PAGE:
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Eddie Gossage, the longtime head of Texas Motor Speedway, dies at 65
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Eddie Gossage, the longtime head of Texas Motor Speedway, dies at 65

  • PublishedMay 17, 2024

CONCORD, N.C. – Eddie Gossage, the longtime head of Texas Motor Speedway and an old-school promoter mentored by stock car racing pioneers, has died at the age of 65, Speedway Motorsports announced Thursday night.

“Today we have lost one of the world’s biggest race fans,” Speedway Motorsports President and CEO Marcus Smith said. “From his legendary promotions to the lasting relationships he developed throughout the sports and entertainment industries, Eddie Gossage meant so much to the world of motorsports.”

No further details were provided by Speedway Motorsports.

Gossage had stepped down three years ago after 25 years as president of the Texas speedway. In all, he had spent 32 years working for SMI. He learned the art of selling tickets, packing grandstands and turning races into spectacles from company founder Bruton Smith and longtime executive Humpy Wheeler.

He was a young public relations director at Charlotte Motor Speedway in 1992 when, during a news conference to promote NASCAR’s first nighttime All-Star race, one of his stunts literally set Smith’s hair on fire. When Smith threw the giant light switch rigged by Gossage to highlight the Charlotte speedway’s new lighting system, sparks flew.

“I thought I was headed for the unemployment line for sure,” Gossage once recalled. “But for some reason, Bruton kept me around, and it wasn’t long after that he gave me an opportunity I could have only dreamed of.”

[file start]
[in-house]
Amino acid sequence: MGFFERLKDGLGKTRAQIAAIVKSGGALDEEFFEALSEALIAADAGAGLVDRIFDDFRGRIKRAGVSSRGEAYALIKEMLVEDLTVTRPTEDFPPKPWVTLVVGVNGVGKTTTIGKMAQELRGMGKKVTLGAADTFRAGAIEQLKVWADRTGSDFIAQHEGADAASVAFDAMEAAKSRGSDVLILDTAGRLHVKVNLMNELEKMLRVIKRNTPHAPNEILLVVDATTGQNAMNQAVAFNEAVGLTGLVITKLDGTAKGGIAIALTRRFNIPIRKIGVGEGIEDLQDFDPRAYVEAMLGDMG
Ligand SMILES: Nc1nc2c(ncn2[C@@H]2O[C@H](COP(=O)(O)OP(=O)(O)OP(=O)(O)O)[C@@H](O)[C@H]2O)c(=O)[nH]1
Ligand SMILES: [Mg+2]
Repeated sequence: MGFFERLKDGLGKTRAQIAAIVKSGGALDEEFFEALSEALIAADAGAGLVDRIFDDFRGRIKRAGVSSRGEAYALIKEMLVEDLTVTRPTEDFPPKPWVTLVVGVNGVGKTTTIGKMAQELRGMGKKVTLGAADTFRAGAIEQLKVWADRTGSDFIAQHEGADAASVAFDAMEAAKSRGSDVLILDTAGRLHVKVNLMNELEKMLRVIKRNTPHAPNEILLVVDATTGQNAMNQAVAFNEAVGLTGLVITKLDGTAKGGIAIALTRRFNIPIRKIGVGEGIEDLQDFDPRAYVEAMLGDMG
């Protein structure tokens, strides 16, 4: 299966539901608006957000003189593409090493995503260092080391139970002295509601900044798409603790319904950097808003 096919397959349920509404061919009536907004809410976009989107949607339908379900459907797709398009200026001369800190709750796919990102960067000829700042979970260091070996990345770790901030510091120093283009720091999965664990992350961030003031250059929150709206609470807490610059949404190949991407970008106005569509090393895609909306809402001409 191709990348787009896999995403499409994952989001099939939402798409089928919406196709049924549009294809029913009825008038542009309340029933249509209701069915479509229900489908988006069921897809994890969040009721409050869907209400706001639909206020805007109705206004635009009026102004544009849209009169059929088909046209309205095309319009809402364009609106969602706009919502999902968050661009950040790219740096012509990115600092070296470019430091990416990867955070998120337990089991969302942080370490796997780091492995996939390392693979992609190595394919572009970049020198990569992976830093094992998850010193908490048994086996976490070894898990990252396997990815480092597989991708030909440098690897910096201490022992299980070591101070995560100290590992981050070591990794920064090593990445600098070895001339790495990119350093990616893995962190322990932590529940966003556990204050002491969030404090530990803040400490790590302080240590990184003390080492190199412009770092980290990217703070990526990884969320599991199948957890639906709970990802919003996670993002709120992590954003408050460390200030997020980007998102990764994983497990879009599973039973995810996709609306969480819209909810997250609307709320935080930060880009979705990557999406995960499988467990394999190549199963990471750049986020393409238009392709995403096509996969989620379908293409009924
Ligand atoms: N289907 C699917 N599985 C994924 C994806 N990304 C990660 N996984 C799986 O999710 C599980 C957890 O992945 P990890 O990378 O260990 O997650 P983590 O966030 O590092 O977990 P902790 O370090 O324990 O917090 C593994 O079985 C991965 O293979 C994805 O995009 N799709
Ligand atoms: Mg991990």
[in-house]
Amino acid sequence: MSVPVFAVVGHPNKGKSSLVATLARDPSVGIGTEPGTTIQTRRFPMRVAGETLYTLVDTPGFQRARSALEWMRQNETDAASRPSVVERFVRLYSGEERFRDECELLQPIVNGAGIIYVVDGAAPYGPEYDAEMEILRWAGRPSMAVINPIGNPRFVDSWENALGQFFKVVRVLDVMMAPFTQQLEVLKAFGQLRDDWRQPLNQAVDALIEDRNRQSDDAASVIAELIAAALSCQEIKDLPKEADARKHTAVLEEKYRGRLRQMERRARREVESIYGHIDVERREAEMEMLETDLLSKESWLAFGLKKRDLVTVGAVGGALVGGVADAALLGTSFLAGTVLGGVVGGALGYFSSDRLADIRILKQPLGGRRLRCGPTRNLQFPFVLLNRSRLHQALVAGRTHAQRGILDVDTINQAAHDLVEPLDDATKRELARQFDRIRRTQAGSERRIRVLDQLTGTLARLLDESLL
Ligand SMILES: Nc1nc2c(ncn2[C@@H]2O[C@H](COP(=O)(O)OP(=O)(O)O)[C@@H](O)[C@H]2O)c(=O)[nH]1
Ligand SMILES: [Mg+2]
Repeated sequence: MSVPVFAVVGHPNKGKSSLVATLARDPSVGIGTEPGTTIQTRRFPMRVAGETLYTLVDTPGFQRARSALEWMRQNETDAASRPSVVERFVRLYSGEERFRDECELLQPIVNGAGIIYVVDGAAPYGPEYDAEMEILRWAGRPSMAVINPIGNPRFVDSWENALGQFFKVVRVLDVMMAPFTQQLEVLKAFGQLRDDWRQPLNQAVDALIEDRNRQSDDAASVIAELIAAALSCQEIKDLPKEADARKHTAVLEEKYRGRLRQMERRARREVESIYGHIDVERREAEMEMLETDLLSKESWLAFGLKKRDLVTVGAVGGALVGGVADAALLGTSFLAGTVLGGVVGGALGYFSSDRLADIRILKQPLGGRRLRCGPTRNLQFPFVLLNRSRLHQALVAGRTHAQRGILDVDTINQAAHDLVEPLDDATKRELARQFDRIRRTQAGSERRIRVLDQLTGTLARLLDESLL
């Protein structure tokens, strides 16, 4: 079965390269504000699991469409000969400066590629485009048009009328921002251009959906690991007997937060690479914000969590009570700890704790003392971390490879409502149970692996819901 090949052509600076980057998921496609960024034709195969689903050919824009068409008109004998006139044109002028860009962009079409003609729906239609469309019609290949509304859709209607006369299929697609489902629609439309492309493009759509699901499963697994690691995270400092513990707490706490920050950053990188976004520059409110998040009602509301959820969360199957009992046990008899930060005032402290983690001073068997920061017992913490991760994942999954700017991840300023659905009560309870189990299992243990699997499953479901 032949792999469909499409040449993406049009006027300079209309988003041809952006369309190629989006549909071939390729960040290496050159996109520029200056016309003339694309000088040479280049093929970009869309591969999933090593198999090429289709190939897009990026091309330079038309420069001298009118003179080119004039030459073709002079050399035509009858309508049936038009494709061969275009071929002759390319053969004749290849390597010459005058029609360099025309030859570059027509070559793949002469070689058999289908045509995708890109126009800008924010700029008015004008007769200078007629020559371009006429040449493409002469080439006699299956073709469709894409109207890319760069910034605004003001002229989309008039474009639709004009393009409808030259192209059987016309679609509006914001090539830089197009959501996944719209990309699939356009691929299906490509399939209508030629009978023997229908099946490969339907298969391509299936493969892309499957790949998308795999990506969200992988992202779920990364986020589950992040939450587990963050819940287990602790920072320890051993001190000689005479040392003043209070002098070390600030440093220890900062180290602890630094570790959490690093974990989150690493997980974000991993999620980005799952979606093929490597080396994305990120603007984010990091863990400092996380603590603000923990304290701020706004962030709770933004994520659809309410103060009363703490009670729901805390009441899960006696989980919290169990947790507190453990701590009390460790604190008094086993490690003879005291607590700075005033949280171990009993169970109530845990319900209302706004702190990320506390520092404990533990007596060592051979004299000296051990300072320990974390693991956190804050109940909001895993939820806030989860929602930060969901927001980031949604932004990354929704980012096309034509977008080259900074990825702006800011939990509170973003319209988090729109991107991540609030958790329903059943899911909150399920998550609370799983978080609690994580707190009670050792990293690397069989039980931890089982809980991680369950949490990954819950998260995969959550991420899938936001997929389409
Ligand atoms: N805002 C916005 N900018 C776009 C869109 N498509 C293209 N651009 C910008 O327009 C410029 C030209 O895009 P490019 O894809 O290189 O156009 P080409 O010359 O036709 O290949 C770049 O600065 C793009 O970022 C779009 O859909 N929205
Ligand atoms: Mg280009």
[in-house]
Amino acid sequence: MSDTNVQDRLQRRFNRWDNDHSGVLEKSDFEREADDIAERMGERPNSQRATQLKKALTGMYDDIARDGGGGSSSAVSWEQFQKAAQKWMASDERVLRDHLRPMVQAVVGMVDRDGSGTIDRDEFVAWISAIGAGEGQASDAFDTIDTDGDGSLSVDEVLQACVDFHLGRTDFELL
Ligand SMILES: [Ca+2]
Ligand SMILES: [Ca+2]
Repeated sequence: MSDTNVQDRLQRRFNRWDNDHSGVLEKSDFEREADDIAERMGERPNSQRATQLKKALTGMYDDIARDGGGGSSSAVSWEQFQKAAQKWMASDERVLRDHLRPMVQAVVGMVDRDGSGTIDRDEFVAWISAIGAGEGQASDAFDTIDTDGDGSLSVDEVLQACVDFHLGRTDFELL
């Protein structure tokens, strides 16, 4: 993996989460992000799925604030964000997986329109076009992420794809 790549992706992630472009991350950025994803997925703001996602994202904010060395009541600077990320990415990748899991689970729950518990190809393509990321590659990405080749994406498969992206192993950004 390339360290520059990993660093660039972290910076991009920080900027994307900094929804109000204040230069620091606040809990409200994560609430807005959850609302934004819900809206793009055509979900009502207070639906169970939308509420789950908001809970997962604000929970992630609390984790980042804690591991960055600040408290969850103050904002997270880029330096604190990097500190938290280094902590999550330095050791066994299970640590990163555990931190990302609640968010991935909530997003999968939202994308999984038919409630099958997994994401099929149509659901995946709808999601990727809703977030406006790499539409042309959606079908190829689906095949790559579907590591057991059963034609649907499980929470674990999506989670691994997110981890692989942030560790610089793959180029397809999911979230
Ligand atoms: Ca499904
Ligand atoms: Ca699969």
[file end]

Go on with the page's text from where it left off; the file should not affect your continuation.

When Smith began buying land in North Texas, he sent Gossage from Charlotte to Fort Worth in 1995 to oversee the project as general manager. The speedway opened two years later for its first NASCAR race and became one of the premier entertainment facilities in the country and a centerpiece of the Speedway Motorsports portfolio.

The 1,500-acre complex includes a 1.5-mile superspeedway, 194 luxury suites, 76 condominiums, a nine-story Speedway Club, office space and the 11,000-seat Texas Motor Speedway Dirt Track.

When he announced his retirement in 2021, Gossage said his approach sometimes borrowed from boxing promoters Bob Arum and Don King — and that his ideas were sometimes outrageous — but his intentions were always for the best interest of the fans, the racing and the speedway.

“Some people took the way I promote as ego, wanting to be part of the story. That’s not it,” Gossage said. “It has been my greatest thrill serving our fans all these years. Literally millions and millions of fans have come through the gates at Texas Motor Speedway.”

Gossage was also a fierce supporter of the IndyCar Series, which until this season was on the Texas schedule every year since the track opened in 1997. Texas hosted the season opener during the pandemic in 2020 and later a doubleheader as IndyCar has struggled to find ovals for its schedule.

“Eddie Gossage was a giant in the motorsports industry,” IndyCar President Jay Frye said in a statement late Thursday. “His endless creativity, flair and dedication to the fan experience at Texas Motor Speedway raised the bar for racetracks across America. … Our races at TMS always were among the most highly anticipated weekends on the schedule, both for the incredible on-track action and the memorable promotions Eddie turned from ideas into reality. Eddie will be missed, and we extend our sympathies to his family and friends.”

Gossage once joked he was “far too young and pretty to retire” and would find something else to do next. Smith called Gossage “one of the best promoters ever” and said one of Gossage’s mantra’s remains will forever ring true within the company.

“Eddie has always said, ‘If we don’t make a big deal out of it, no one else will, either.’ And he’s right,” he said.

Funeral arrangements were incomplete. Smith said survivors include Gossage’s wife, Melinda, a daughter, son and three grandchildren.

“Eddie Gossage was a trailblazer, promoter and innovator at a time when attracting attention was critical as Speedway Motorsports expanded NASCAR into the Lone Star State,” said Texas Motor Speedway general manager Mark Faber. “Each day I come to work, I see the impact he had throughout our property. Eddie laid a foundation for success to build upon for generations to come and made Texas Motor Speedway a showplace of which Texans will always be proud.”


AP Auto Racing Writer Jenna Fryer contributed to this report.


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